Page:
Esfandgan respects dignity of women, mothers and earth

February 18, 2019

Esfandgan is the day that people in ancient Iran praised the dignity of women, earth and mothers, all enjoying the quality of fertility.

The annual feast of Esfandgan, traditionally, is a day during which the Earth is praised and women are venerated. It is celebrated on the 29th of Bahman in the Iranian calendar, which falls on February 18.
Women, as the symbol of love and devotion, illustrated earth with its fertility and fruitfulness in ancient Iran.
The dignity of women or mothers in old Iran was commemorated on the 59th day of winter under the name Esfandgan, also called Sepandarmazdgan.
Esfand or Sepandarmazd (ancient pronunciation) means the mother of creation, love, piety or holy perfect-thinking and it is one of the qualities of God.
The earth is the worldly symbol of Esfand and it is the source of life, birth, piety and purity.
The qualities of earth such as love, piety, generosity, purity, and birth are undoubtedly hidden in women and mothers. Both women and the earth are symbols of birth and creation in many cultures because seeds grow in them.
Esfandgan is a celebration for honoring the dignity of Izad Sepandarmazd whose materialistic symbols are women and the earth.
 
In ancient Iran, Izads were symbols of the qualities of God, and each day of a month was named after an Izad.
According to the ancient Iranian calendar, every day of the month had a name -- instead of a number. Currently, in Iranian calendar, each month has a name which is the name of one of the ancient Iran’s Izads.
February 18, the fifth day of the ancient month of Esfand, according to the old Iranian calendar, is the day of the Esfandgan celebration.
It is a day in which the name of the day and the name of the month are the same, Sepandarmazd or Esfand.
In ancient Iran, every month, a coincidence happened between the name of the month and the name of the day, and that day was a monthly celebration. Esfandgan is the coincidence of the day of Esfand with the month of Esfand.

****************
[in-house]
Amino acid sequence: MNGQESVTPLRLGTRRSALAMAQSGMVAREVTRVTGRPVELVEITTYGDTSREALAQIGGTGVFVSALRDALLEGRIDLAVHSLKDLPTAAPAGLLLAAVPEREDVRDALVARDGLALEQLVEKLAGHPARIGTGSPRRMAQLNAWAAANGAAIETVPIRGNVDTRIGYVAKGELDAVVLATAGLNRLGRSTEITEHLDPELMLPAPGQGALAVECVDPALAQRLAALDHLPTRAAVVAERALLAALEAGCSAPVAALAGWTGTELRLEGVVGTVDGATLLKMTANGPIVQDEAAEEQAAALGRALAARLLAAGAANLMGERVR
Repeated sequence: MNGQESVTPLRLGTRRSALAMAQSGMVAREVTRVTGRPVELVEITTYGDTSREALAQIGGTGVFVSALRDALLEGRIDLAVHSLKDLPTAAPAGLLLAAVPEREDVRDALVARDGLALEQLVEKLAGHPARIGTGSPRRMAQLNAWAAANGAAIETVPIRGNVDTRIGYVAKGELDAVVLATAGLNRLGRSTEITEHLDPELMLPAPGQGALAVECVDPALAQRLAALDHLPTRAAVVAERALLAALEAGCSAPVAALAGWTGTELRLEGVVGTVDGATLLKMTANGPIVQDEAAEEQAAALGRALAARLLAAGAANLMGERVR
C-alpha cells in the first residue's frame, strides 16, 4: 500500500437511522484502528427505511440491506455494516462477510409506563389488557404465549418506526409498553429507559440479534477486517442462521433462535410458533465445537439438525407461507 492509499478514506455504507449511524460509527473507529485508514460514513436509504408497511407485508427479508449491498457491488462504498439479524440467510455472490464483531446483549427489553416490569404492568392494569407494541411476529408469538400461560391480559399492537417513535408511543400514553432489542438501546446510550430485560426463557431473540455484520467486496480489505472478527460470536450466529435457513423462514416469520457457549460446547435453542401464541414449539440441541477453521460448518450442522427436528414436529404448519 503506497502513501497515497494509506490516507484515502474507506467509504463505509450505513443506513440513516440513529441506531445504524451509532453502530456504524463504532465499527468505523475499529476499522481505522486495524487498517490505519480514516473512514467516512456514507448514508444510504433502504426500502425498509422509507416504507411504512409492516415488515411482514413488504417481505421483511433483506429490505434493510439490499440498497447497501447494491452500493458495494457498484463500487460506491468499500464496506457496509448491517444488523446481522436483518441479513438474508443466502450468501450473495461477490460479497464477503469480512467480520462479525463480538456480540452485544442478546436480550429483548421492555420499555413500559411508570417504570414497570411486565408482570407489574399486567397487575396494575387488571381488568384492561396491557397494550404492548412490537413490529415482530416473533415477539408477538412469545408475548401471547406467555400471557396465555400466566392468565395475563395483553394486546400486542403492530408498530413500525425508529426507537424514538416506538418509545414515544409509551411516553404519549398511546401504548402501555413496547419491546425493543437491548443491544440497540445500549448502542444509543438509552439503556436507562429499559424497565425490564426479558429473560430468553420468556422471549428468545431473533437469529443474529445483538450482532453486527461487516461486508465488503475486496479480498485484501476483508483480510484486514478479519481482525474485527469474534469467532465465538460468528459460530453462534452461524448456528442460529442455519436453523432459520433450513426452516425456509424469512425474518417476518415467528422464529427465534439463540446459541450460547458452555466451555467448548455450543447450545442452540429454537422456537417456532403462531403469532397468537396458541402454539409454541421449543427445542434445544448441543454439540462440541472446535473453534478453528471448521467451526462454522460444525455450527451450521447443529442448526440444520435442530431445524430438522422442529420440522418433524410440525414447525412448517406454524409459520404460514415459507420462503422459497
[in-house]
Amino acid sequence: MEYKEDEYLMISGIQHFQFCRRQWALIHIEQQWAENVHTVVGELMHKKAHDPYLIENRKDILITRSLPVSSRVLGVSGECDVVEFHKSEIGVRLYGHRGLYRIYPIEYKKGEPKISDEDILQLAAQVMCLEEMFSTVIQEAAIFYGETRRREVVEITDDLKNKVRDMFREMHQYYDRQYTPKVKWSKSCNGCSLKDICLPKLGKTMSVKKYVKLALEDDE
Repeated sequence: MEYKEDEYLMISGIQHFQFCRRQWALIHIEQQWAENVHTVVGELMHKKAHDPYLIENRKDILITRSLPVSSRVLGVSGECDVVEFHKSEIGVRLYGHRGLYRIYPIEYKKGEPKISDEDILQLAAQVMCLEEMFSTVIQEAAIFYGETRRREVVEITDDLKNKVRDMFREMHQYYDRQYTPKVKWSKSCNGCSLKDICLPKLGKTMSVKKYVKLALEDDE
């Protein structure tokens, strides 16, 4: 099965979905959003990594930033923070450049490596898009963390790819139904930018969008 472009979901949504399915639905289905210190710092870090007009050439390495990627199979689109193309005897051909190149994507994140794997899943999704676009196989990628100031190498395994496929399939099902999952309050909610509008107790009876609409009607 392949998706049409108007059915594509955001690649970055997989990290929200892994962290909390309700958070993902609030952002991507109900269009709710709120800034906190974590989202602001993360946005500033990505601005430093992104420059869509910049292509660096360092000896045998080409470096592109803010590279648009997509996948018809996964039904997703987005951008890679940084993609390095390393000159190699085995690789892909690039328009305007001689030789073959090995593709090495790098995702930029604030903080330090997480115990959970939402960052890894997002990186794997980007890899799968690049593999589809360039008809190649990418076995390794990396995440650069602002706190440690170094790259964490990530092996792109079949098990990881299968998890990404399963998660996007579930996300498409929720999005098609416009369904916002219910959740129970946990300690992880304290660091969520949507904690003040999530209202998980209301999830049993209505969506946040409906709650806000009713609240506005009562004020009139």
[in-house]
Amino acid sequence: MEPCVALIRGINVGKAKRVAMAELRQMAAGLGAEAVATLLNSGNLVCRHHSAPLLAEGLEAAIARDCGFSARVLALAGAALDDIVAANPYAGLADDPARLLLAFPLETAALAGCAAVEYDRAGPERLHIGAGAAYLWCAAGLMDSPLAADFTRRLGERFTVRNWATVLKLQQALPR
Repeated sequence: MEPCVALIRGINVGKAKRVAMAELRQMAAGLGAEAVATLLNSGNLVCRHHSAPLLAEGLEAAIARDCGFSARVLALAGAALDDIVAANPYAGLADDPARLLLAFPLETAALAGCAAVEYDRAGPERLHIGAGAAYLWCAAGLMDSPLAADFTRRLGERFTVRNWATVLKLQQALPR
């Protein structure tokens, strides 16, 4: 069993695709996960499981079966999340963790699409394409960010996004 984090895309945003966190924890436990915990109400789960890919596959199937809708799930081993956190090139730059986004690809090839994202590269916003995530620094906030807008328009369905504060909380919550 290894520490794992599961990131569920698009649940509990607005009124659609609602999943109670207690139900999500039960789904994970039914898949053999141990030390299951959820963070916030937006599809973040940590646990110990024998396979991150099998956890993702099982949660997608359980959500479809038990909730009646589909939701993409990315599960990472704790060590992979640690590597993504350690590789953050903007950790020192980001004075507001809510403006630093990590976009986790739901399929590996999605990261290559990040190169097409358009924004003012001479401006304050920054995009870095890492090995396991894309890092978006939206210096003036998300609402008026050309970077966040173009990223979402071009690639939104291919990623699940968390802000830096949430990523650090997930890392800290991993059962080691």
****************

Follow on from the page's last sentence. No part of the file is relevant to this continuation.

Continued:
Abooreyhan Birooni (937-1408), a great Iranian scholar of the medieval Islamic era, in his book Asarolbaghiye explains about Esfandgan as a celebration to value honest, pious and husband-lover women. He introduces Esfandgan as the celebration of women or women’s day in which men granted presents to their wives.
 According to Asarolbaghiye, on this day people tried to make the earth clean or cultivate a plant.
Currently, Esfandgan is celebrated in different parts of Iran with different ceremonies. In the village of Afoos in Isfahan Province, a similar celebration named “Golbahar” is held at the beginning of spring. On this day all men leave the village during the day and women take all responsibilities, and at the evening when men return home, they present their wives a gift.
Another similar celebration is held in Javaherdeh village, northern Iran, which is like a harvesting festival and at the end of the day husbands give presents to their wives.
Although the time of Esfandgan and Valentine’s Day is very close, they have no correspondence. “Despite the fact that women are one of the most important representations of love and friendship, love can exist between friends, parents and children or countrymen.” 
In ancient Iran, like many other countries, women’s day or mother’s day was a unique issue not being mixed with the day of lovers.

NM/MQ/MG

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